Oregonians have second thoughts about their votes, leading to the “relaxing” drug possession laws. Like many leftwing idealized positions, the outcome was not what they imagined.
Referendum Measure 110, which aims to steer addicts away from prison and into treatment clinics as a more comprehensive approach to managing drug addiction, was approved by Oregon voters in November 2020.
According to a poll conducted by DHM Research and published in May, most Oregon citizens want to partially overturn that referendum which legalized small amounts of narcotics, citing rising homelessness and crime as significant problems.
63% of Oregonians now support a recall of the liberal drug-possession leniency, with 30% saying they “strongly support” it, despite having previously supported the idea of taxing cannabis to build drug treatment facilities.
Promoting drug use, taxing it, and building a drug treatment center with the money, is pure leftwing.
As it turns out, the state is experiencing significant problems executing the promised treatment centers, and as a result, 53% of citizens favored repealing elements of Measure 110.
Portland State University’s School of Public Health conducted an investigation in 2022 that found a 49% gap in substance addiction services, with over half of providers noting a lack of resources to satisfy demand, despite Measure 110’s initial intention of expanding treatment options.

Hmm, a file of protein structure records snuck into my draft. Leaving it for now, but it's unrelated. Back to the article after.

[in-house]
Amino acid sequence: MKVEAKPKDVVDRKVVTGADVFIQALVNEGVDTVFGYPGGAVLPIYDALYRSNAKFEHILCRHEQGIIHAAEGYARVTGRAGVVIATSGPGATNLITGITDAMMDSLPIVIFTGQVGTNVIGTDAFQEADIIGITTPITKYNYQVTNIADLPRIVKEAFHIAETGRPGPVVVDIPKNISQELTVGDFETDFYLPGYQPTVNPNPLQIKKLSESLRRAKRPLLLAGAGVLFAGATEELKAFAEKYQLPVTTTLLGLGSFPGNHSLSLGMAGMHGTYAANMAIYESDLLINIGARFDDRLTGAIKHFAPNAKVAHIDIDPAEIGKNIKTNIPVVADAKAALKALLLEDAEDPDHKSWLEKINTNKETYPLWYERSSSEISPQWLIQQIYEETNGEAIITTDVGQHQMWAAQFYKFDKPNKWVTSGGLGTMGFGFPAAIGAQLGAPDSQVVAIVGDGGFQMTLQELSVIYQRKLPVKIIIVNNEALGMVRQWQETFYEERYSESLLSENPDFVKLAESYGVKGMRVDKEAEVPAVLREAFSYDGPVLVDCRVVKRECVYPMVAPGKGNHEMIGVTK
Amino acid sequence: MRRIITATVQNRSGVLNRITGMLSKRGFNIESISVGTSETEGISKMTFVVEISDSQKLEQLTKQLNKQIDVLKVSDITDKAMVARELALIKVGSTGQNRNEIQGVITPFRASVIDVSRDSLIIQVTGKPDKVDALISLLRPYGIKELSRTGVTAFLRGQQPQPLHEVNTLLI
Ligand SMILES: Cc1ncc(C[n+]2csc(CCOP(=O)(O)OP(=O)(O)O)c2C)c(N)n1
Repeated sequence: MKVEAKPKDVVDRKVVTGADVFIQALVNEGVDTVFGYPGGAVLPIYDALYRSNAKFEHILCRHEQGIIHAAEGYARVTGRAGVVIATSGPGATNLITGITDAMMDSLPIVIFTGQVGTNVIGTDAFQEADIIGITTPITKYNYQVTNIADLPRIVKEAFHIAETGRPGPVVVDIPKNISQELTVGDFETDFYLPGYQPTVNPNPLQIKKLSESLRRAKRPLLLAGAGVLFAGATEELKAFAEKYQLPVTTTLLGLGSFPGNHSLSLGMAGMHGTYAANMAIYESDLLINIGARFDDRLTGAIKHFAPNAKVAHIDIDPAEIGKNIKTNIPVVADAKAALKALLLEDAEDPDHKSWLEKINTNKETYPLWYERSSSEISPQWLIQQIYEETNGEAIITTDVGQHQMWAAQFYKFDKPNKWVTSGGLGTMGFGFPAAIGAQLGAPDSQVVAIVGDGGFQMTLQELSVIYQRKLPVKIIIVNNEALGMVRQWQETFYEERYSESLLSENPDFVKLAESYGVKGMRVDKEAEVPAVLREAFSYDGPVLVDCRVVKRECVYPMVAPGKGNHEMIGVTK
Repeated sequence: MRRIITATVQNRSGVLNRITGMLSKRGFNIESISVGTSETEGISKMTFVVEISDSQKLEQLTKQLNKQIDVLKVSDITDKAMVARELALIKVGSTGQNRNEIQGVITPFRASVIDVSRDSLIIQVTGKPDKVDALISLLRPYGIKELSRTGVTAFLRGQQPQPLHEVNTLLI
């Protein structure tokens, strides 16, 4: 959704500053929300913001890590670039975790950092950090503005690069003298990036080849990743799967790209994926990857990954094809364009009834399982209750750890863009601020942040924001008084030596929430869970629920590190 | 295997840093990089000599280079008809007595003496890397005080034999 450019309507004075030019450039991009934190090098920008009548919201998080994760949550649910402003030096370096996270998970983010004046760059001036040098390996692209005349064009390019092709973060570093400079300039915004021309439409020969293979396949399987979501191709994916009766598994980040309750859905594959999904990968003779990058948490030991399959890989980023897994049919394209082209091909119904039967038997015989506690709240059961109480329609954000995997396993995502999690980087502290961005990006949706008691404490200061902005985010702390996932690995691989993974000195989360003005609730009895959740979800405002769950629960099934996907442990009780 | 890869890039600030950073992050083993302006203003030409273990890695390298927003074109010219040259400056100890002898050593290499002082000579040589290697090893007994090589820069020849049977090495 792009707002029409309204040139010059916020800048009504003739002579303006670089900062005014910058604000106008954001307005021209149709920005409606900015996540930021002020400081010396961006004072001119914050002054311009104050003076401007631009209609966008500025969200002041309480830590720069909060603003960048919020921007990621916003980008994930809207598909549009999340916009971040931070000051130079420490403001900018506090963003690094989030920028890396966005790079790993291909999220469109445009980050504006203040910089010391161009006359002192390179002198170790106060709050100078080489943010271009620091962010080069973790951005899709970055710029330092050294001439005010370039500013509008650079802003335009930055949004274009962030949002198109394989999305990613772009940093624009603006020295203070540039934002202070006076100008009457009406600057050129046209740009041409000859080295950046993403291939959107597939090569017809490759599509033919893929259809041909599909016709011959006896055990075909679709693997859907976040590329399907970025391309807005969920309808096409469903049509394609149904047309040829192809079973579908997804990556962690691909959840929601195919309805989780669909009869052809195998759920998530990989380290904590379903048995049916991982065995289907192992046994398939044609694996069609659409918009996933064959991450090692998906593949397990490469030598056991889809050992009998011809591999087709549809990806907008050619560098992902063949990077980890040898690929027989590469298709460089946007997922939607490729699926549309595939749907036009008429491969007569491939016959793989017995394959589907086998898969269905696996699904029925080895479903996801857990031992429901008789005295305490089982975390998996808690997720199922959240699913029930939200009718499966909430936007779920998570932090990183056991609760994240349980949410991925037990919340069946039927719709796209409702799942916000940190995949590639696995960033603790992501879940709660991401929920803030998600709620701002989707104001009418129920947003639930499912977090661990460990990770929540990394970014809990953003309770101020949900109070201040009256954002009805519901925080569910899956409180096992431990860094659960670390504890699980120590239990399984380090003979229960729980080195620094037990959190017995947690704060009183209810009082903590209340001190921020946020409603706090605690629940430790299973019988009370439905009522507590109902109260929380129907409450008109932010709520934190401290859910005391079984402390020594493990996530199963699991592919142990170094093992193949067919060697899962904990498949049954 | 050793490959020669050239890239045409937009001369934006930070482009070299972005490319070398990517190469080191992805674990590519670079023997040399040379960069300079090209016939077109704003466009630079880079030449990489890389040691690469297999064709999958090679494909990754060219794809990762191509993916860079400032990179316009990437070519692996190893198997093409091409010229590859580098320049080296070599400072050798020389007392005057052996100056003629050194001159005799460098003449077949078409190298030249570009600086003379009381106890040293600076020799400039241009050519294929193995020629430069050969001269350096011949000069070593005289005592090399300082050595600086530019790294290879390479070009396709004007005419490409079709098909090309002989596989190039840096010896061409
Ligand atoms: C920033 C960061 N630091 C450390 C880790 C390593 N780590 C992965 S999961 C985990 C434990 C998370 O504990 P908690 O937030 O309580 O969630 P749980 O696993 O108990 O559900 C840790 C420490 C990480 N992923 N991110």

The first $310 million allotted from Measure 110 was delayed significantly and diverted to invest in peer mentors, safe injection kits, and outreach rather than residential treatment.
Oregon has the highest rate of people in need of treatment.
Christine Drazan, a previous candidate for governor of Oregon from the Republican Party, said that the use of hard drugs in public spaces had been normalized and it’s unsafe in our communities.
She claimed that less than one percent of people who engage in such dangerous habits seek help.
A majority of voters (60% or more) believed that Measure 110 would have a negative impact on homelessness, substance abuse, and crime. Drug abuse and mental illness were cited by 59% of respondents as the primary reasons for homelessness, while 37% cited a lack of affordable accommodation.
Compared to the national average increase of 1%, Oregon saw a 23% increase in homelessness between 2020 and 2022, as reported by the 2022 Annual Homelessness Assessment Report.